Diversity is about ensuring you have enough difference within your organisation so you are set up solve today’s complex business challenges. Inclusivity is valuing the people you have.

We support businesses in creating a culture in which people feel able to show up as themselves, where diversity of thought is valued and where people are cherished. We recognise that creating diverse and inclusive organisations is not necessarily an easy path and we help businesses to navigate this complexity, learning the skills required for everyone to be able to step into their inclusive leadership.

To be a business leader in today’s world, it’s vital that we reflect the society we are serving. To ensure this, Diversity and Inclusion needs to sit at the heart of business strategy. In addition to attracting and retaining the best talent, a more diverse workforce and inclusive environment will also help you to:

  • Attract new clients: a D&I statement will increasingly become part of your business strategy and purpose. Put simply, being clear on your strategy will help you to win business
  • Better understand your audience: having a wider range of experiences within your agency will give you new perspectives, adding more depth to your customer insight
  • Increase productivity: reducing our unconscious biases will help to ensure that we recruit the best talent and an inclusive environment means employees feel valued, which leads to greater productivity.

Through a combination of consultancy, 1:1 coaching and group training, we can help you understand your unique challenges and embed alternative approaches and new processes to create a truly inclusive environment, valuing people and talent.

EXPLORE THE SERVICES THAT WE PROVIDE TO TOOL UP ORGANISATIONS TO BE TRULY INCLUSIVE BY CLICKING ON THE BOXES BELOW:
THE CHALLENGES IN DELIVERING A DIVERSE AND INCLUSIVE WORKPLACE

We are operating from a place of unconscious incompetence


We literally don't know that there is another way. What we see happening around us is what we know, and it is difficult to grasp an alternative way of doing things, let alone the benefits that might bring. Despite strong research from McKinsey, the business case remains largely intuitive and conceptual. 

The human brain wants to fit in

The human brain is wired for survival – meaning that it likes certainty and to feel like it fits in. Growing up, we learn that compliance makes us safe and that belonging feels good. The shift to a diverse and inclusive workplace is going to require vulnerability, swimming against the tide and a comfort in being around people that are ‘not like us’. The other side of this coin is that those who don’t feel like they ‘fit in’ experience imposter syndrome and operate from a place of ‘not enough’ – meaning they often play small. We can help people recognise and move beyond their imposter syndrome, at the same time creating cultures which are less likely to give rise to this phenomenon.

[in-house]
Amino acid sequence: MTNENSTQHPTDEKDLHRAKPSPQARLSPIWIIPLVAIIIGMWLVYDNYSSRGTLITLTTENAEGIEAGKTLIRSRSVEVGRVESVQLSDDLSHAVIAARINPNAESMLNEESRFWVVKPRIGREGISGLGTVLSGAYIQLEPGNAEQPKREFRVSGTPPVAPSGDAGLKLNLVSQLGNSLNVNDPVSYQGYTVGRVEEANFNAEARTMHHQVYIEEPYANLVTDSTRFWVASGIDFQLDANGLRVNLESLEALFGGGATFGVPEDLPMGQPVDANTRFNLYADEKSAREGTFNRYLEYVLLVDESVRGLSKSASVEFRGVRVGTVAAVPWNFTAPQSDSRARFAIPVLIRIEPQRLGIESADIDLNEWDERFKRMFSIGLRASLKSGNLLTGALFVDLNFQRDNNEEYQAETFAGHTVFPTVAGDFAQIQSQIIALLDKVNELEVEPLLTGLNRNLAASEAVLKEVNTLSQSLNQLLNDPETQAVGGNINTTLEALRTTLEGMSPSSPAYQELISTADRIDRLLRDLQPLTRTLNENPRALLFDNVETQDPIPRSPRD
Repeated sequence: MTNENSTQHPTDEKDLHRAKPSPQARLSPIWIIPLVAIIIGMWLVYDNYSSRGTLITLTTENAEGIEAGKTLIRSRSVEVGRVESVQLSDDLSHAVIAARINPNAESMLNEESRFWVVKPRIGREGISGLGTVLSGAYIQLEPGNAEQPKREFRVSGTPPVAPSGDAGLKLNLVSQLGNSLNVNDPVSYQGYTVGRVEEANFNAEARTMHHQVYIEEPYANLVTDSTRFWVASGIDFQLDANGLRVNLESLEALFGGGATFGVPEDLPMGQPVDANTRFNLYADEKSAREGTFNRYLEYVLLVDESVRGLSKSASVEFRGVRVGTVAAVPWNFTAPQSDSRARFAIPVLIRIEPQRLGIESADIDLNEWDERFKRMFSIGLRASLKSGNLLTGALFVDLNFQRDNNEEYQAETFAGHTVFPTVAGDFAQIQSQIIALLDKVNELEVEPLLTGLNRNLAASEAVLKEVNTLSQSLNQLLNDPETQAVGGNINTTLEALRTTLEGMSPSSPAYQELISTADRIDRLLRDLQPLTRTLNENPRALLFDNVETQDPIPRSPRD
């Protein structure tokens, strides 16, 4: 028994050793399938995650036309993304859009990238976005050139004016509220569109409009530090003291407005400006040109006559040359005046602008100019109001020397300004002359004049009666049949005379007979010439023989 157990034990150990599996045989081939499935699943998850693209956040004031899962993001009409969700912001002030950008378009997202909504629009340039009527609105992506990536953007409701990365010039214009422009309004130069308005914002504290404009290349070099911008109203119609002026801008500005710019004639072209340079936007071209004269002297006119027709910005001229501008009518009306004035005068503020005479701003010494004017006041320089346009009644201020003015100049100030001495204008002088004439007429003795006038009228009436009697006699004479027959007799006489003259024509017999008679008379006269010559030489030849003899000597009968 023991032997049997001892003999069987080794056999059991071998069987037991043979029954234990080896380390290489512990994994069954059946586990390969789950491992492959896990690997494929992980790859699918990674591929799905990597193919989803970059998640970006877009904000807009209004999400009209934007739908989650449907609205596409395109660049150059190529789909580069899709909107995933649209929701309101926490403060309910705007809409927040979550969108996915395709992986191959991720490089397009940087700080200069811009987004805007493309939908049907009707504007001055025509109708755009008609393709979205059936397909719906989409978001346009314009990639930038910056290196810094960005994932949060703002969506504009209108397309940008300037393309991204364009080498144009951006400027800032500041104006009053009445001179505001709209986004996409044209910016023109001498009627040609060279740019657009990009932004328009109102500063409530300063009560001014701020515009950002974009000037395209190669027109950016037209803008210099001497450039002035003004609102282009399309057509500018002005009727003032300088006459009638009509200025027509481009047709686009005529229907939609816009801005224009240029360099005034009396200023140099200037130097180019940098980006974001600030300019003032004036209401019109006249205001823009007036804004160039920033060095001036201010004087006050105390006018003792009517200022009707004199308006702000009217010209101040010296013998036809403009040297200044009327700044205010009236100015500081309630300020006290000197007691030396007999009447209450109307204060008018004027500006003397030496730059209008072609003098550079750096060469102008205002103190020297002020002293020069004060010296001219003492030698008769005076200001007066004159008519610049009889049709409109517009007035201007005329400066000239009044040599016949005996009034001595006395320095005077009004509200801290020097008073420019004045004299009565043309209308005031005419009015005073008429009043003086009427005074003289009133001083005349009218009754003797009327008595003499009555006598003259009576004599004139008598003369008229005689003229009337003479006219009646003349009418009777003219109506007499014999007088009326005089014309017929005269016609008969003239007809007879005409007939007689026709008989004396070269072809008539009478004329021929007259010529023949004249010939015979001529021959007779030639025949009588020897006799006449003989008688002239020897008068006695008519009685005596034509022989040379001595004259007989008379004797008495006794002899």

Unconscious bias

The human brain is also wired to categorise and to stereotype. It is a universal human trait that helps us to make sense of the world. Unfortunately, that skill comes with a less useful by-product – that of unconscious bias. We, unconsciously, hold stereotypes about groups of people that may make it harder for those groups to succeed in the workplace. We may also internalise stereotypes about the groups to which we ourselves belong.

Fear of conflict

Most people have an aversion to conflict and certainly would prefer to be surrounded by people who agree, rather than disagree, with them.  Getting a more diverse range of opinions in the room is going to mean greater disagreement. Period. We need to show people that conflict doesn’t need to be feared, that it can be a place of personal growth and give them the tools and skills to have difficult, challenging conversations.

The ability and knowledge of how to build diverse and inclusive teams

We like to be right, and the current leadership model, whilst shifting, is still in the ‘all knowing leader’ paradigm. Often, we don't have the resilience to align rather than agree and we are not aware of our greater role in the system. Asking for help is seen as a weakness, whereas it could in fact mean listening to other people’s valid, different and possibly more useful opinions. Diverse teams need a skilled leader to harness them otherwise homogeneity is probably preferable. Such leaders let go of ‘coerce and control’, understand our interconnectedness and know how to align teams on a common purpose. It is a volatile, uncertain, complex and ambiguous world and team leaders need support in being able to deal with that, when they have been taught to look for certainty. 

We are too busy

This is a two-fold challenge. Often teams feel like the D&I agenda is going to be resource intensive within teams that are already stretched to breaking point, (we would argue that it requires shifting your ‘being’ rather than a series of time intensive initiatives and that operating from the current place is more time ineffective). Alongside this, when we are operating at full pelt, we neglect to access our intuition and we ignore our emotional needs. We need to listen to both to move forwards – as individuals and as teams. When systems ignore their pain, it is stressful and this makes us less socially intelligent, empathic and creative. We are functioning from our limbic brain, we waste human capital and stress shuts down our neural pathways.

We value certain ways of thinking

Culturally, we value the left brain over the right brain. We value reason, judgement, cause and effect... and yet what could be possible if we valued feelings, relationships, intuition and creativity? Some experience shame at being ‘differently brained’, again dampening their productivity.

 

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